So, what we found using VCDS for block 13 (Idle balance compensation) and block 15 (liter per hour fuel usage..), the idle balance can be raised somewhere between 1500-1600 rpm and the idle balance program in VCDS will still operate and display balance numbers. Above that rpm, the injectors better be set for the correct flow, or at very least, the engine is wasting fuel; at performance levels, melting a piston. The method allows a peek at the NOP2 numbers. If the high idle numbers change dramatically compared to 903-907 rpm idle speed, the NOP2 imbalance is the cause.

Our method is to install newly shimmed injectors in our operating engine with cylinder compression 500 psi across the board, with our ported cylinder head, our Stage II cam, VNT-17 Garret turbo and RC 4. We think pushing the injectors a bit more will exaggerate any variation between injectors.

Using the high idle setting, we re-shim the nozzles second stage for fuel volume, based on reported high- idle balance numbers in Block 13. This may take some iterations, as changing one nozzle’s flow will affect the relative value of all four.

By doing this process, we have seen FE numbers climb, smoother injector fuel delivery and performance improve, sometimes dramatically. The end result is nozzle balanced in actual operation, rather than emulations.
 

STDOUBT

Veteran Member
Joined
Jul 30, 2007
Location
Portland, effing Oregon
TDI
ALHx2
Frank, another enlightening post. Has me wondering about who should
be rebuilding my injectors...do you happen to offer a hot-swap
injector exchange service?:D
 

Franko6

Vendor , w/Business number
Joined
May 7, 2005
Location
Sw Missouri
TDI
Jetta, 99, Silver`
Sorry STDOUBT,

We got burned with several #3 injectors many years ago, when we would do the 'instant gratification' swap and we would get back injectors with hacked up wires, bio dieseled to death or a number of other things. We didn't always catch them on the way in that they were bad and that ate up our profit margin. Since that happened, we work with the customer's existing injector bodies. What you sent, you get back. If that doesn't work, we can't do em.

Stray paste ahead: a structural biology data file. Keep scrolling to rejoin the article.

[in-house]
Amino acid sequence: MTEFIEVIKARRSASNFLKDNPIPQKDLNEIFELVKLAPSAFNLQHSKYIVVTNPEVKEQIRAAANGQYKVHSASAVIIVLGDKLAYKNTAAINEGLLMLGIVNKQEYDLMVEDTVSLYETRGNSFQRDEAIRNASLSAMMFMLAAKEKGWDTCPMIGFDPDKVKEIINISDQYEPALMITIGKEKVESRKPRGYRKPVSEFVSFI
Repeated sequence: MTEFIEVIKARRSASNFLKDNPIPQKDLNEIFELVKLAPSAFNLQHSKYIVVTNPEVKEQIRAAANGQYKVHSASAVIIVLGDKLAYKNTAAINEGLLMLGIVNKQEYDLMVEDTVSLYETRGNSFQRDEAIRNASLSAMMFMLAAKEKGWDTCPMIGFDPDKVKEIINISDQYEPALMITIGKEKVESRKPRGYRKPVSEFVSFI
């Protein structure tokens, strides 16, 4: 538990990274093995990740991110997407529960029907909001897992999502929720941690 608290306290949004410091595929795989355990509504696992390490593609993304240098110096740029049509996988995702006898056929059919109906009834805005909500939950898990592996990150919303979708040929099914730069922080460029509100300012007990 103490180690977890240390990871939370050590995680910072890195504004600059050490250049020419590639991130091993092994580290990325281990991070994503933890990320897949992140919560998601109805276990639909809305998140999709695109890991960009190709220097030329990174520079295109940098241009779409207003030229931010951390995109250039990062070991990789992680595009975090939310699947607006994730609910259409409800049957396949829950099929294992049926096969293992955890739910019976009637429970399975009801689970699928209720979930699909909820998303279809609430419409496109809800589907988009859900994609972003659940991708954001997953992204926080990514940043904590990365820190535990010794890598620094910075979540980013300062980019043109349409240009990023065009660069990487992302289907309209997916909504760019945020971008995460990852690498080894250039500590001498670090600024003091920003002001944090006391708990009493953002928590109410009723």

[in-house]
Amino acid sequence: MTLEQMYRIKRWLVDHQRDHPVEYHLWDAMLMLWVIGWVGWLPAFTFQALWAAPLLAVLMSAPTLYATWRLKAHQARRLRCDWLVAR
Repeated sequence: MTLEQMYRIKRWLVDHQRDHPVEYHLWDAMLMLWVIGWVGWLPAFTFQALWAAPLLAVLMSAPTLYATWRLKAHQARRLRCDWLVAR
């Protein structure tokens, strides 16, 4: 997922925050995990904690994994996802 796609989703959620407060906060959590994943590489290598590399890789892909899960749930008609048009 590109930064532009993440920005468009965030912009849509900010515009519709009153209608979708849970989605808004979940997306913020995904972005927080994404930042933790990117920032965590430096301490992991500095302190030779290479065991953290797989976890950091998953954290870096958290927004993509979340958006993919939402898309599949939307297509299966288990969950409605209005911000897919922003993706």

Also, we are a one-man shop and keep very busy. We do everything by appointment and are, at this time, at least 1 month out. Best thing to do is call and beg for an appointment.
 

PakProtector

Veteran Member
Joined
Jan 5, 2014
Location
AnnArbor, MI
TDI
Mk.4 and the Cummins-es
Take 5 gallons out near the top of the fill...and the gage will move some amount, call it delta 1. Take 5 gallons out when the tank is lower and the gage will move some amount, this we will call delta 2. The delta 2 will be larger than the delta 1.

And...now that I have read Frank's post I am more than a wee bit paranoid about those BHW injectors...LOL Likely going to take off the seal rings, remove some crud and drop then in a tank of fuel loaded with injector cleaner until I am ready to use them.
cheers,
Douglas